Grade: F

Pauline Kael famously remarked after watching Michael Cimino’s initial 219-minute version of “Heaven’s Gate” in 1980 that she knew what footage should be cut but couldn’t think of any she’d want to keep. When “Haven” was shown at the Toronto Film Festival back in 2004, it ran 118 minutes; the current release print is a mere 98. Perhaps the editing has something to do with the fact that the movie is so disjointed and confusing. But considering how dreadful what remains is, one can only imagine with a shudder how horrible those lost twenty minutes must have been.

As written and directed by Frank E. Flowers, this is one of those pointlessly complex movies that shuffles various stories largely independently before tying them all together in the end. Not only that, but it plays with the chronology so that events are sometimes shown out of order or repeated from different perspectives. It takes a lot of work to keep up and disentangle the threads–which would be fine if the picture were worth all the effort. But it isn’t; the characters are all thoroughly unpleasant, so that it’s impossible to generate any sympathy for them, and the plot issues have no human resonance, so it’s equally impossible to care how they’ll turn out. As a result the movie feels like work wasted, a puzzle not worth solving.

The setting is the Cayman Islands, in Michael Bernard’s rather flat cinematography not a terribly attractive place, and given the location it’s not surprising that the plot has to do with money laundering and drug-dealing. One thread involves Carl Ridley (Bill Paxton), a well-to-do Floridian involved in shady doings who’s informed one day that a federal force led by Agent Martinez (Bobby Cannavale) is about to search his posh home. He quickly gathers together the cash on hand–a million bucks or so–and escapes with his daughter Pippa (Agnes Bruckner) to the Caymans, where he expects help from Mr. Allan (Stephen Dillane), his sleazy lawyer, who actually has other plans in mind. When the two reach their condo, Pippa finds Fritz (Victor Rasuk), a local wannabe thug, using the place as a crash pad, and immediately links up with him to go to a party hosted by drug kingpin Nigga Rich (Raz Adoti).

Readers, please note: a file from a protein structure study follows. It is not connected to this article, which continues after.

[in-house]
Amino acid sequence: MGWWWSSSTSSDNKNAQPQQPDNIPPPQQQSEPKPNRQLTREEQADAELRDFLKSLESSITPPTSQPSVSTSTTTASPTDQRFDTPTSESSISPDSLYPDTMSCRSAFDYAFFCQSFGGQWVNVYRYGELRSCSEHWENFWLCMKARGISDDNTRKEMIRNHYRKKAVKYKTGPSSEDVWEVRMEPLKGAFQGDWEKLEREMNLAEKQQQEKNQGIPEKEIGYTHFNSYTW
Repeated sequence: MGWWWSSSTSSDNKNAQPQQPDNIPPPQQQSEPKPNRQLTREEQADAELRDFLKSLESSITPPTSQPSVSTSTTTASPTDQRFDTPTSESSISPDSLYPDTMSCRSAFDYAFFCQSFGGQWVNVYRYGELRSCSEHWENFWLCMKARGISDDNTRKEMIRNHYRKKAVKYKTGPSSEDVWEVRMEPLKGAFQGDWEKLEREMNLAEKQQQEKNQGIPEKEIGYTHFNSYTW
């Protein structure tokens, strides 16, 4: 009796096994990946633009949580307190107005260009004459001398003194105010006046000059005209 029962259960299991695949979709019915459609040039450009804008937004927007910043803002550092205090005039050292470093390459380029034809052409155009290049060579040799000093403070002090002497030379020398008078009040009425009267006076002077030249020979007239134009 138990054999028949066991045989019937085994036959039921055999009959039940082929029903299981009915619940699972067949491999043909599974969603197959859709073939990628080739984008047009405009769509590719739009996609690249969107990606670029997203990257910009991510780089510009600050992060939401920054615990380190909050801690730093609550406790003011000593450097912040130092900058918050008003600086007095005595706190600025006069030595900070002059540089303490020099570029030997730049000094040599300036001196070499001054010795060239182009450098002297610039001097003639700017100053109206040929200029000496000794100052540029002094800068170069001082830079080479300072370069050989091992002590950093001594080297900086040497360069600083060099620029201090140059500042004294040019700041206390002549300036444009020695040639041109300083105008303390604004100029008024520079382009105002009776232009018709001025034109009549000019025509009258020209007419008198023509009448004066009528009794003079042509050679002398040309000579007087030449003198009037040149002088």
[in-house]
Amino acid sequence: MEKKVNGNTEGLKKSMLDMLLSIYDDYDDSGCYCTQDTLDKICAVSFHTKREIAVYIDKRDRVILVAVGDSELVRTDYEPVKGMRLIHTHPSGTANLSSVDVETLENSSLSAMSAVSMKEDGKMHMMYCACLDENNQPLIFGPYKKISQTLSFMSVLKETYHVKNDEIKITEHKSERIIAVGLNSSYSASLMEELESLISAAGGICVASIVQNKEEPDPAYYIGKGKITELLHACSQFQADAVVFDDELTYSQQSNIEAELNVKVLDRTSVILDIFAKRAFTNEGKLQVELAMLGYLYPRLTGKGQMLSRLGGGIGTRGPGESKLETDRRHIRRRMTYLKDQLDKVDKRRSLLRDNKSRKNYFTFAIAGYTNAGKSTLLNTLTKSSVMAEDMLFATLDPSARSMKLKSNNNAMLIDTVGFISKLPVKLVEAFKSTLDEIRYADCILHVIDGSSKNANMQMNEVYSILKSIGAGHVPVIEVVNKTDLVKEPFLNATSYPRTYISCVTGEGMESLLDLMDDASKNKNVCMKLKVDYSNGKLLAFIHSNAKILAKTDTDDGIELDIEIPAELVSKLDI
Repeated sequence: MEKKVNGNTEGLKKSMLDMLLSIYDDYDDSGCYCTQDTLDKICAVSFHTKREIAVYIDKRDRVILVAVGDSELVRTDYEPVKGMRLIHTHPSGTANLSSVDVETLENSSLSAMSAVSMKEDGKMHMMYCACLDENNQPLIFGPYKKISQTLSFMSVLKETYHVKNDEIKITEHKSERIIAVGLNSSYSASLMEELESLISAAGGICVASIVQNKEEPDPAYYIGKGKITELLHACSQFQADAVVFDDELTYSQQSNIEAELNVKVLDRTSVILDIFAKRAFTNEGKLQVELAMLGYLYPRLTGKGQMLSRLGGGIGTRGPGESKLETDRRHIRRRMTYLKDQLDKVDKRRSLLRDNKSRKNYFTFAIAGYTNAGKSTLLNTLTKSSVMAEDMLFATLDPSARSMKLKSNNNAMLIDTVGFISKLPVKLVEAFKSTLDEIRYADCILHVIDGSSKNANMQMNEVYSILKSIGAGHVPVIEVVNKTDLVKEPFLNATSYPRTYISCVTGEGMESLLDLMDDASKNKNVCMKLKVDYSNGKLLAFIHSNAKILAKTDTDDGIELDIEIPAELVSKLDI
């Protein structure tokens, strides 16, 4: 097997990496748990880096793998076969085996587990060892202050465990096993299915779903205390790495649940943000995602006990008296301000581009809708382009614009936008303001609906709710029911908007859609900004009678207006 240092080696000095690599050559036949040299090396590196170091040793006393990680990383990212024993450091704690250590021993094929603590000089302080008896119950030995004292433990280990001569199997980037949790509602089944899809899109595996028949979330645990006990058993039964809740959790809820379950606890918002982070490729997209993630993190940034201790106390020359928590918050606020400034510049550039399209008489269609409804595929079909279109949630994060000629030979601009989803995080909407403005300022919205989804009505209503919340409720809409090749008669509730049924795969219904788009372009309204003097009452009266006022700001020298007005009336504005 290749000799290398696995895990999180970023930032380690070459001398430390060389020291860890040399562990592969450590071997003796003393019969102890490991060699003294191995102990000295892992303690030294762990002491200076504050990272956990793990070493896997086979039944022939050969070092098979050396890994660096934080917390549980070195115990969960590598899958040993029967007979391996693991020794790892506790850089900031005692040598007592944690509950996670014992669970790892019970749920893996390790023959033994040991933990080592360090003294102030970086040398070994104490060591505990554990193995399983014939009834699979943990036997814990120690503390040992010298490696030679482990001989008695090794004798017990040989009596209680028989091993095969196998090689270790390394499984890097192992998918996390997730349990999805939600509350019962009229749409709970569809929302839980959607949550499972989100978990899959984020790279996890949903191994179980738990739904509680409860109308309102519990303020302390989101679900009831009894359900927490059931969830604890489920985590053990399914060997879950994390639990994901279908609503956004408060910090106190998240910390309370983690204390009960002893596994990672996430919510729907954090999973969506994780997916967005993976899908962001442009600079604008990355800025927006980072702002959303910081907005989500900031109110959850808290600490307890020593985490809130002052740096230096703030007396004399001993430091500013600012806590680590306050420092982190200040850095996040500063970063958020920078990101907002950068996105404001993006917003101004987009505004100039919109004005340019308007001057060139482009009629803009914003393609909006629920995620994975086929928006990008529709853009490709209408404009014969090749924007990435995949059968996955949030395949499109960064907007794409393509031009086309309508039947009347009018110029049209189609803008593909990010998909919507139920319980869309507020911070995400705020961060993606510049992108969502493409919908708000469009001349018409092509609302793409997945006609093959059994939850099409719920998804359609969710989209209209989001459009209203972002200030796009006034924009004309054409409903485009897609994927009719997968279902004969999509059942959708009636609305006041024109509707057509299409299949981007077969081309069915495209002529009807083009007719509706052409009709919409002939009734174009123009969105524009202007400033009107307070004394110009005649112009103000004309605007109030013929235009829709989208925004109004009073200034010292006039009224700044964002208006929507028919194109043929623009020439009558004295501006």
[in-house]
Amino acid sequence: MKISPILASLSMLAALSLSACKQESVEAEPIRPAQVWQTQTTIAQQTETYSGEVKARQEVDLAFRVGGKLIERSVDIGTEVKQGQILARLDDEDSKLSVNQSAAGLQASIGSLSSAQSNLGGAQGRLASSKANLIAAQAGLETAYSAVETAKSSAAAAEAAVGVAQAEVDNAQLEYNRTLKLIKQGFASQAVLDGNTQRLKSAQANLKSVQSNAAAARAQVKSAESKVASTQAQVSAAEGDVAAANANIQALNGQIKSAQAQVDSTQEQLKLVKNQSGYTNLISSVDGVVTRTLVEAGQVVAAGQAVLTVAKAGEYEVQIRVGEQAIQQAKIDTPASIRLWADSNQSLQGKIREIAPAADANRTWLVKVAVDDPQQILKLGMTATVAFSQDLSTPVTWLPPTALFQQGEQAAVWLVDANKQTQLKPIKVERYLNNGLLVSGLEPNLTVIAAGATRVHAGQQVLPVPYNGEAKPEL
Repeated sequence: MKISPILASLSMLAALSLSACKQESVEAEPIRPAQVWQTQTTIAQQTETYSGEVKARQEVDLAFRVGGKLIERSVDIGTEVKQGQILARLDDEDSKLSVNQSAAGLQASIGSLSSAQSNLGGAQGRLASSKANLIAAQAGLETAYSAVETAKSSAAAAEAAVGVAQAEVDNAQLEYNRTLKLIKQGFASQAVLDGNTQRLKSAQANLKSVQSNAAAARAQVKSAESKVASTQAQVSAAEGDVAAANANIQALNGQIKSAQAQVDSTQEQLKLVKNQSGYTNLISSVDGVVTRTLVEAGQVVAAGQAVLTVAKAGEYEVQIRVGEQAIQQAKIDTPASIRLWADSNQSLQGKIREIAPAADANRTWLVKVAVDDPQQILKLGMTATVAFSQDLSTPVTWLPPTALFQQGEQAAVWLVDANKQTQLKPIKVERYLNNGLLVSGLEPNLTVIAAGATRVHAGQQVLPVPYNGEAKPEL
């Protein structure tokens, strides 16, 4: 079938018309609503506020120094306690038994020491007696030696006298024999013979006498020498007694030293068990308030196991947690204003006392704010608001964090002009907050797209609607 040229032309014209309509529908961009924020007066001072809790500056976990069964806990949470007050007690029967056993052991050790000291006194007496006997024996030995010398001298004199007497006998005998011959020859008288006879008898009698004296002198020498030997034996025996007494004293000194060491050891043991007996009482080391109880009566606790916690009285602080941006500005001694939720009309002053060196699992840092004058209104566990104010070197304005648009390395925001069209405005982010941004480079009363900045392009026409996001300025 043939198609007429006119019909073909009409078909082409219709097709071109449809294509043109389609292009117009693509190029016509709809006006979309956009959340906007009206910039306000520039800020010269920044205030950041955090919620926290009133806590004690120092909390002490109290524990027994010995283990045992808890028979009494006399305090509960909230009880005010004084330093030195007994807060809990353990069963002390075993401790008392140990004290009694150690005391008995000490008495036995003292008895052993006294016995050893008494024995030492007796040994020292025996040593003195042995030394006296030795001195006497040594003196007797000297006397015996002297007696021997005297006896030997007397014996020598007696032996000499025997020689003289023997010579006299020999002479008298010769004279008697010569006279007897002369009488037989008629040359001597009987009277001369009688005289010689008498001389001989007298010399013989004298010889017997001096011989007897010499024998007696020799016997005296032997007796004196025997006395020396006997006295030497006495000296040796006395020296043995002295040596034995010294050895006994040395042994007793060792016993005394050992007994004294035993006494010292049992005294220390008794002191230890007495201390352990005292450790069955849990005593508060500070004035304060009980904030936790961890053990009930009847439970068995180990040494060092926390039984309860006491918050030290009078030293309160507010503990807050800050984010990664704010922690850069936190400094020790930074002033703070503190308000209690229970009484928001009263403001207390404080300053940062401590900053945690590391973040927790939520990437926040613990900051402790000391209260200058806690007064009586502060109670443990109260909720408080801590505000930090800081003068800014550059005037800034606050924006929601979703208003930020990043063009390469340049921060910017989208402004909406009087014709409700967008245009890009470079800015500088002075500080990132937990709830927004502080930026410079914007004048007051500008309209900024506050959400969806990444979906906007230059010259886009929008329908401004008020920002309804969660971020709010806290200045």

Elsewhere a fisherman called Shy (Orlando Bloom) has fallen for Andrea (Zoe Saldana), whose volatile brother Hammer (Anthony Mackie) responds by assaulting and disfiguring him. The man becomes a recluse, sending Andrea into a tailspin of grief and drugs and their mutual friend Patrick (Lee Ingleby), who’s also attracted to Shy, into a combination of concern and anger.

The two stories intersect when Fritz, in debt to the drug lord, arranges for his men to rob the Ridley condo to clear the ledger, Pippa gets arrested, Mr. Allan shows his true colors and Shy breaks out of his shell and determines to take revenge. The ending is downbeat, but then again, these people really deserve no less.

It’s difficult to discern what Bloom ever saw in this project (of which he also serves as co-producer) beyond a change of pace and a visit to the Caribbean. But didn’t the “Pirates” franchise already take him there often enough? Still, it’s all of a piece with his other poor choices of role lately; he’s scruffy, shambling and dull here. As for the back-up cast, no one distinguishes himself, and some–like Cannavale–really appear to be slumming.

“Haven” is likely to leave you scratching your head–not merely because the plot’s so hard to follow but because you’ll be wondering why anybody thought it was worth making. It’s certainly not worth seeing; you’d be well advised to seek out some alternative shelter, tax or otherwise.